Jack Sparrow They Ain’t   2 comments

A rather hot topic that finds its way into writer’s forums from time to time is also a touchy one. The topic is plagiarism. Of all the acts of theft and piracy on the internet, this one stands out as the one that elicits the deepest emotions. Small wonder there, when you consider the act can be seen as nothing short of emotional rape, and here’s why.

To give him credit, that loveable character from the Disney movies, Captain Jack Sparrow, has a sense of honor. True, it’s a bit bent, but it is there. Plagiarists have no such compunctions. While Jack Sparrow may seemingly betray a friend, he always makes up for it in the end. Plagiarists offer nothing short of a backhanded apology, more often than not a lie, when they get caught. And, you can bet they never offer to make things right. Their only concern is to make as much as they can from another’s hard work and toil. The only thing they really feel sorry for is getting caught.

Given how easy the digital revolution has made it for plagiarists, it is becoming a far more common occurrence than it was before. True, you can steal a movie, or a CD and sell illegal copies on the web, but only writers are subject to having the work put in someone else’s name. Could you imagine the flak if someone put Star Wars on the web under a name other than George Lucas?

Let’s look at some of the things a writer goes through for our non-writing friends who may read this, and maybe they can see why an author would consider plagiarism right up there with rape.

A serious writer starts with an idea. Usually it is something he hopes has not occurred to someone else, and if it is he/she can do a different take on the subject. (If you think a fresh idea is easy, you obviously haven’t tried to come up with a new handle on Yahoo, or Gmail in the past twenty years.) Once that is set, we need a plot. We have to come up with ways to keep a reader interested in what comes next. Is it exciting enough? Are we giving out the right clues? Will anyone, other than our mothers, give a shit? Then we need interesting characters to bring that plot to life. Ever watch a boring movie with horrible actors? The problem is a thousand times worse in print. Then we have to come up with a satisfying, and hopefully moving/surprising, end to the tale. Think writing that high school essay was a pain in the ass, try making it 50,000 to 100,000 words long sometime.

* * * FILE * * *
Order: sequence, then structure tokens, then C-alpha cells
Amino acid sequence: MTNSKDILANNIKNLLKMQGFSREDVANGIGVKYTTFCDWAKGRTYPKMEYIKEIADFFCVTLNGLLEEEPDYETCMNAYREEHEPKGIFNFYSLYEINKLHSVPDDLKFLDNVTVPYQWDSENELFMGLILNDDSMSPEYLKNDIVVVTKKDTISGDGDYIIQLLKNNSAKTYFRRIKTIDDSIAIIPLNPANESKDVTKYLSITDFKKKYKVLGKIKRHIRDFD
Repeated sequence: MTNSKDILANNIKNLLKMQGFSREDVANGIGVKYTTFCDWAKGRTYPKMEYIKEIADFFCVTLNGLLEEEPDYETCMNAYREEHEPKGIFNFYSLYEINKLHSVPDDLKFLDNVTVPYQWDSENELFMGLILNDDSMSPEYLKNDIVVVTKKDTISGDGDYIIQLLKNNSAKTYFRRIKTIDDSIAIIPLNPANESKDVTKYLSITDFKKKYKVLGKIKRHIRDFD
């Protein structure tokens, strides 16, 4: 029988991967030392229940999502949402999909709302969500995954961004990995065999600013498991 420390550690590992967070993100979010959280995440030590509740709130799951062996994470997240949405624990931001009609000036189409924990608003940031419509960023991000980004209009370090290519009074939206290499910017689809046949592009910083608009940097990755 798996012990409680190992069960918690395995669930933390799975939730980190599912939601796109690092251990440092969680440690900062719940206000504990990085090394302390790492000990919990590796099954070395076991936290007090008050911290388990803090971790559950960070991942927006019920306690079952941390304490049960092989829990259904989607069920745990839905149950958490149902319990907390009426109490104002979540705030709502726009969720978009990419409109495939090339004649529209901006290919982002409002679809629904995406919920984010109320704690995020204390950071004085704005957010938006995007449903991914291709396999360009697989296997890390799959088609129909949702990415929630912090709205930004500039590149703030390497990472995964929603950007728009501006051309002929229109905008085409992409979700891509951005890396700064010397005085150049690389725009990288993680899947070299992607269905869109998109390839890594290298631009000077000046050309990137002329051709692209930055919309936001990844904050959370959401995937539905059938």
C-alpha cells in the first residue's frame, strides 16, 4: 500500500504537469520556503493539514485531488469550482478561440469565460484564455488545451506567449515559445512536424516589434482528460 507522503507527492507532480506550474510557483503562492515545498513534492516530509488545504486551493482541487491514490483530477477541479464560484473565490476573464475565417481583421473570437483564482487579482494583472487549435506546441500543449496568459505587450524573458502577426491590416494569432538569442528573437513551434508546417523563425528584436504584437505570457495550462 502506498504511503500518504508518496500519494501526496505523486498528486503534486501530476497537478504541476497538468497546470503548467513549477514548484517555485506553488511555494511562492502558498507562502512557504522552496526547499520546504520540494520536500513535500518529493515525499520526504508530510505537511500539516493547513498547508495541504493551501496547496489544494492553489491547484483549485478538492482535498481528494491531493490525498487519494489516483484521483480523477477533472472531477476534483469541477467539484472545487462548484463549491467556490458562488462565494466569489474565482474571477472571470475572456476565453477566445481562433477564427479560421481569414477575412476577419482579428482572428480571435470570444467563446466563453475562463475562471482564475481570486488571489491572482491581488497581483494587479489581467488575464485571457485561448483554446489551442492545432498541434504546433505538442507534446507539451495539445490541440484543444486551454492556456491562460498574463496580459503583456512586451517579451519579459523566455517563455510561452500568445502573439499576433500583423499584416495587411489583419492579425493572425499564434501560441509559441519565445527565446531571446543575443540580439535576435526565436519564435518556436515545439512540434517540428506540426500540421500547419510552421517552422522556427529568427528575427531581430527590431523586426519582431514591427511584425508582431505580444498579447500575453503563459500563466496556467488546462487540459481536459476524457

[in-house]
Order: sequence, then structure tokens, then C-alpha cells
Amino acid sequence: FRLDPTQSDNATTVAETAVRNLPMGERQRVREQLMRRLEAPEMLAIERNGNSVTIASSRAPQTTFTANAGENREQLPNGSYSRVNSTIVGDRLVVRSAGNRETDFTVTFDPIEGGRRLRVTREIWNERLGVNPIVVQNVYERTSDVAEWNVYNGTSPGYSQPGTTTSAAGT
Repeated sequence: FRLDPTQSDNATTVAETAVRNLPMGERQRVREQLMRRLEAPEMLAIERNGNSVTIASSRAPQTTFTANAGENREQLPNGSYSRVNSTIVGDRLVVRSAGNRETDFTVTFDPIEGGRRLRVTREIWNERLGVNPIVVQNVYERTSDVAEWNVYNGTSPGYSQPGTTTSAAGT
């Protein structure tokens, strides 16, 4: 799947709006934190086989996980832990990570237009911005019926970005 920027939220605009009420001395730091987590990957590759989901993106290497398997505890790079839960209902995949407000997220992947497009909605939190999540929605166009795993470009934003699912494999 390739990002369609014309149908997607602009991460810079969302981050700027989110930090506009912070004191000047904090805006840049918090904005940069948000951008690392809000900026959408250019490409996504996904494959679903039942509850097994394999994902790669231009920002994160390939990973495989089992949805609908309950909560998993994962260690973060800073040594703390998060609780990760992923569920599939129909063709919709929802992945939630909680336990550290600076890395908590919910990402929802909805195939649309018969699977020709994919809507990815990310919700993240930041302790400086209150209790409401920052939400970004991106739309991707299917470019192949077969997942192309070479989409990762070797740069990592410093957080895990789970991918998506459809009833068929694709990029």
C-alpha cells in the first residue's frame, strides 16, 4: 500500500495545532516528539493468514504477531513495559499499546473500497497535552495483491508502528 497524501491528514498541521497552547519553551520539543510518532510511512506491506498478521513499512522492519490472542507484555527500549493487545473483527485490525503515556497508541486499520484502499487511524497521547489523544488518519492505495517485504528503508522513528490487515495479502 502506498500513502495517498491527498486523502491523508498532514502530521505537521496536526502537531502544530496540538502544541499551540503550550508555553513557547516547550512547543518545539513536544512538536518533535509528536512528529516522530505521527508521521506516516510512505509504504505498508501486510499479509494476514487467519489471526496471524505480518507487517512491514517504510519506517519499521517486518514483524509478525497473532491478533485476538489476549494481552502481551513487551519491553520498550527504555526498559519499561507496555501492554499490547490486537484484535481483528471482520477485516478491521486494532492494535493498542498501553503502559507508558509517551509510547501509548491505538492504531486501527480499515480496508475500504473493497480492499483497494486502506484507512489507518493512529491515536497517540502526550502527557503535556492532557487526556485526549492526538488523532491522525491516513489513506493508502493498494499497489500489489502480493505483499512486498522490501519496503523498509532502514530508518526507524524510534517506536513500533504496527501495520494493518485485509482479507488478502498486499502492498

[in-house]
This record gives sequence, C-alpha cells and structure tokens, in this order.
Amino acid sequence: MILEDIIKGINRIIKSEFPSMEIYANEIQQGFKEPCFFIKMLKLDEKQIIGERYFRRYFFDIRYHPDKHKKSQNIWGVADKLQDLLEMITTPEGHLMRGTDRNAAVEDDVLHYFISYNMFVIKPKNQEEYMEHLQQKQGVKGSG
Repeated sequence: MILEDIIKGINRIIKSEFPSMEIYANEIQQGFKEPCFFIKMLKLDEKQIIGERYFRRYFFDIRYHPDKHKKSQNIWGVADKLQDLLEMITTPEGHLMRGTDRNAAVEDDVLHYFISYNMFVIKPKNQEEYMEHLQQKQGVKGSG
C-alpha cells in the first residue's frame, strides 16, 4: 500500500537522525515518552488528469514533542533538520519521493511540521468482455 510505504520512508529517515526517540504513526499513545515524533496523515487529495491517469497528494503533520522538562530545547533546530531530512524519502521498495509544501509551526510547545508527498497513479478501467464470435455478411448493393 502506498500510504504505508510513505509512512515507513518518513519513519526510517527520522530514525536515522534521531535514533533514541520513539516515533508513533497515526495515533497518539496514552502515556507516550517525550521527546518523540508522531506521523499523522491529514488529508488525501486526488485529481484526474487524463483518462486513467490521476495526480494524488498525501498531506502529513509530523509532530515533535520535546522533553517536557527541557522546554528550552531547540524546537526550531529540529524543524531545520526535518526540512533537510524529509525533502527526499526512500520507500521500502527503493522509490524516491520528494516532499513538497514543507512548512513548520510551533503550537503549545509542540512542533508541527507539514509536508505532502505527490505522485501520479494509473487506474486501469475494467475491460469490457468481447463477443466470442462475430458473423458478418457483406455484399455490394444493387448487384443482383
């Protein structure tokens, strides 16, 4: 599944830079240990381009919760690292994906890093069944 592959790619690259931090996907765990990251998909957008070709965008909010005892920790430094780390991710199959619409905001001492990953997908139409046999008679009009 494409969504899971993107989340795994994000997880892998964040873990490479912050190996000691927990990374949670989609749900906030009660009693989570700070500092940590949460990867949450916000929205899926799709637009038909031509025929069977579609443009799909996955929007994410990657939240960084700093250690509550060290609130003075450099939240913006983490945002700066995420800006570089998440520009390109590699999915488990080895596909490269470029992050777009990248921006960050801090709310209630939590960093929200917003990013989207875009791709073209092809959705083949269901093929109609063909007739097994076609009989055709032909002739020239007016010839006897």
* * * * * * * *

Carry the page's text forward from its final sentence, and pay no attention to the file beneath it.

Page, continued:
After spending hundreds of hours working all of that out, hundreds more actually typing it. Then go back and re-work parts that just flat out suck. Worry some more about whether or not the dialog feels real enough, and what harebrained mistakes you’ve missed. Beg for a few beta readers to point out your harebrained mistakes so you can spend a few hundred hours trying to make them work, or replace them all together. Lose untold hours of sleep trying to figure out how to get out of the hole you so cleverly wrote your hero into. (Starting to get the picture, yet? And I haven’t even touched grammar, spelling, syntax,or pacing.)

Then, after all those hours of blood and sweat to turn out a story you hope people will like, along comes the plagiarist who does nothing more than copy a year, or more, of your life into a word processor; hits find and replace; changes the title, and puts it out as theirs. A grand total of an hour, if that. Just to make a buck off your work without having to do any of it themselves.

Lowest of the low doesn’t begin to describe this sorry excuse for a human being. I’ve far more respect for the anyone-can write-a-book crowd filling up Amazon than I do for a plagiarist.

The main problem, I hate to say it, is actually the sites that give the plagiarist a place to put his stolen booty up for sale. Without a format to sell on these low lifes are about as effective as a super soaker against a forest fire. And, no, I don’t believe the, “We can’t check every book to see if its been stolen,” excuse. How hard is it to check your own data base? My gods, I can do it in a few hours with Copyscape, and Google. And I’m on dial-up! So that excuse doesn’t fly any better than a lead balloon.

As usual it is up to us writers to do something about this problem, and as long as we allow the sellers to hide behind that excuse, it will continue. They don’t really care, because they get their cut regardless. The only way this will change in anyway for the better is if we do something about it. Trust me, forgive and forget is the same thing the school bully counts on. As long as you let him, he is going to take your lunch money.

As Jack Sparrow would say,”Savey?”

I put quite a few links in this article, they’re the darker blue text, and none of them are BS advertising sites. Spend the thirty some odd dollars to copyright your work properly: and check out the links. Then be prepared to do something about it if it happens to you. If not, well, that’s your business. But, why complain if you allow the bully to bloody your nose?

Later, Gang.

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2 responses to “Jack Sparrow They Ain’t

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  1. Exactly, and thanks for the Copyscape site.

    • You’re quite welcome, Misty.

      Copyscape is a good tool to find out if ant of your work is showing up on the web elsewhere. Since it was designed to sniff out plagiarism on the WWW, added to Google, it becomes a darn good aid in helping writers keep tabs on their work.

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